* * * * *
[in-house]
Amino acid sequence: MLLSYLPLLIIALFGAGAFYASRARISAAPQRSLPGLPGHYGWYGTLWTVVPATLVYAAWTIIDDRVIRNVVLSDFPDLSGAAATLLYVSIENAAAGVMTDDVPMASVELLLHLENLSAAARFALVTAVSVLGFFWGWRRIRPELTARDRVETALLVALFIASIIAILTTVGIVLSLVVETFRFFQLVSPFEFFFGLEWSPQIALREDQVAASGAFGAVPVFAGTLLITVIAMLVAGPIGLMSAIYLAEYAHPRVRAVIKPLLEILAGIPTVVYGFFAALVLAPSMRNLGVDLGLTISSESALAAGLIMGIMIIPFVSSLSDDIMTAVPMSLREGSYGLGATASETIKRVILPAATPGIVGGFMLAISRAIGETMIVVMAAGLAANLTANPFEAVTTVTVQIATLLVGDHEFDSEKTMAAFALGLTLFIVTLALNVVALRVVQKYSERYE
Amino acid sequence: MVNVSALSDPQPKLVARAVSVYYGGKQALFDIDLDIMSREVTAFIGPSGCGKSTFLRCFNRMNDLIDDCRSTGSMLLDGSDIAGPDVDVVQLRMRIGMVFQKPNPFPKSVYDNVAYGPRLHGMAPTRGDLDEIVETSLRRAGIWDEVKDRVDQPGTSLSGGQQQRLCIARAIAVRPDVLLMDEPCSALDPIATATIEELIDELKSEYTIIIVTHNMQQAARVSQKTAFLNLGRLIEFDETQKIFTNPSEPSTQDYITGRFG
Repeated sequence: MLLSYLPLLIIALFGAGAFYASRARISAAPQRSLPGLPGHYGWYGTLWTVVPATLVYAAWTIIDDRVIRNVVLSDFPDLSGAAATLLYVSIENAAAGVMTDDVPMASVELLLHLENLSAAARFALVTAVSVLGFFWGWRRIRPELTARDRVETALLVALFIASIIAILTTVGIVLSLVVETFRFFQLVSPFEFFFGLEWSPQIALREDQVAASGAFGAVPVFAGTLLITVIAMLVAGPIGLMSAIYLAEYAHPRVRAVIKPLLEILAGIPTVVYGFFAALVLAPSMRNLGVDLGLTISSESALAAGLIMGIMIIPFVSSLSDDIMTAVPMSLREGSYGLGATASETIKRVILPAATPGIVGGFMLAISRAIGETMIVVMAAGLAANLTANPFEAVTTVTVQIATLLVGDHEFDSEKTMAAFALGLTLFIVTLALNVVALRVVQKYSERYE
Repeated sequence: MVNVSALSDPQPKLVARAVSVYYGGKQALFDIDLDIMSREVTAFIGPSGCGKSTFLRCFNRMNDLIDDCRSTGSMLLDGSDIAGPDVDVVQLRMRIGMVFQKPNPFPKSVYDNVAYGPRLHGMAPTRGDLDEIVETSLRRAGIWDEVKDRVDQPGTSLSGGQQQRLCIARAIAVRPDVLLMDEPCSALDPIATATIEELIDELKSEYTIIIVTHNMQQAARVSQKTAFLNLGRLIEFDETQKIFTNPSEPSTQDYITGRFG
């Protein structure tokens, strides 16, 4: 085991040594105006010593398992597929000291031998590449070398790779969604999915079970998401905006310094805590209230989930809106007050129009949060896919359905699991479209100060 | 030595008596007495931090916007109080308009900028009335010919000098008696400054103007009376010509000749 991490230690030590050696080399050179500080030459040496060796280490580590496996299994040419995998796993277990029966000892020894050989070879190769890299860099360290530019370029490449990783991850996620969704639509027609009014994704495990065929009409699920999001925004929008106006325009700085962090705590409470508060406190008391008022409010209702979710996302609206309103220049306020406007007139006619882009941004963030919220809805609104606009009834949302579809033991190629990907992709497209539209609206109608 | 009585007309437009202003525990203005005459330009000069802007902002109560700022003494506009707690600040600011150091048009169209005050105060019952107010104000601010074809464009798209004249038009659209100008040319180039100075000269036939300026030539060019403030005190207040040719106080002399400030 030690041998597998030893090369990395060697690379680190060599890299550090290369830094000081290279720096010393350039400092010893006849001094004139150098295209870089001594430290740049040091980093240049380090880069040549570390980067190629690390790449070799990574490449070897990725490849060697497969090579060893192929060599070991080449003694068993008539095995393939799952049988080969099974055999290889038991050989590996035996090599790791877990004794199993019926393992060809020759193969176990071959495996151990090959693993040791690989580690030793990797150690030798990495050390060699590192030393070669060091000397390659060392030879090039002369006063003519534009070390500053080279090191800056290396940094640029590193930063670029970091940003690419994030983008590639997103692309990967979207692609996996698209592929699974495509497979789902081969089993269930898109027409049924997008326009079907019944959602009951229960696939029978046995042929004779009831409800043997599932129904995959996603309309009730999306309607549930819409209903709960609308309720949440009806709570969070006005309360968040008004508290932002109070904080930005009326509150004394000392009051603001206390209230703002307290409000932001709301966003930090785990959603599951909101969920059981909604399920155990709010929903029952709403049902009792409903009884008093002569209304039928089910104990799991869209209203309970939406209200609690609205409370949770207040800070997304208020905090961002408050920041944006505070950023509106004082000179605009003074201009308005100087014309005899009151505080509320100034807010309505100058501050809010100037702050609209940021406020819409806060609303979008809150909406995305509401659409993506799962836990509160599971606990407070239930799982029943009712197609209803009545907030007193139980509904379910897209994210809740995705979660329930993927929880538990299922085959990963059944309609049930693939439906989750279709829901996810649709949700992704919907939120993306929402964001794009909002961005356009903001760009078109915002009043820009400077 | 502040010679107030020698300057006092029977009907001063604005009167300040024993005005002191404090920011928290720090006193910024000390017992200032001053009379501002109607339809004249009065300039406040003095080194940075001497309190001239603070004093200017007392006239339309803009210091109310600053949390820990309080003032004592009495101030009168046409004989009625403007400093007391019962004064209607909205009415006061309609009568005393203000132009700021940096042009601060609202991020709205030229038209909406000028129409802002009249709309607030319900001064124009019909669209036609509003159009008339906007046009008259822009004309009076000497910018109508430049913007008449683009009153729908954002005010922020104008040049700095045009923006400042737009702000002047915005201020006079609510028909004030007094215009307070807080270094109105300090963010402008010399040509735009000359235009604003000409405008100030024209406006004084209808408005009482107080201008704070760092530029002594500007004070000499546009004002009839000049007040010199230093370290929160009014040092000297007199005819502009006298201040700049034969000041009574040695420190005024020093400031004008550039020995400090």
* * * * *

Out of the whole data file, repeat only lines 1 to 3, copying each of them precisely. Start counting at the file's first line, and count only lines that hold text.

[in-house]
Amino acid sequence: MLLSYLPLLIIALFGAGAFYASRARISAAPQRSLPGLPGHYGWYGTLWTVVPATLVYAAWTIIDDRVIRNVVLSDFPDLSGAAATLLYVSIENAAAGVMTDDVPMASVELLLHLENLSAAARFALVTAVSVLGFFWGWRRIRPELTARDRVETALLVALFIASIIAILTTVGIVLSLVVETFRFFQLVSPFEFFFGLEWSPQIALREDQVAASGAFGAVPVFAGTLLITVIAMLVAGPIGLMSAIYLAEYAHPRVRAVIKPLLEILAGIPTVVYGFFAALVLAPSMRNLGVDLGLTISSESALAAGLIMGIMIIPFVSSLSDDIMTAVPMSLREGSYGLGATASETIKRVILPAATPGIVGGFMLAISRAIGETMIVVMAAGLAANLTANPFEAVTTVTVQIATLLVGDHEFDSEKTMAAFALGLTLFIVTLALNVVALRVVQKYSERYE
Amino acid sequence: MVNVSALSDPQPKLVARAVSVYYGGKQALFDIDLDIMSREVTAFIGPSGCGKSTFLRCFNRMNDLIDDCRSTGSMLLDGSDIAGPDVDVVQLRMRIGMVFQKPNPFPKSVYDNVAYGPRLHGMAPTRGDLDEIVETSLRRAGIWDEVKDRVDQPGTSLSGGQQQRLCIARAIAVRPDVLLMDEPCSALDPIATATIEELIDELKSEYTIIIVTHNMQQAARVSQKTAFLNLGRLIEFDETQKIFTNPSEPSTQDYITGRFG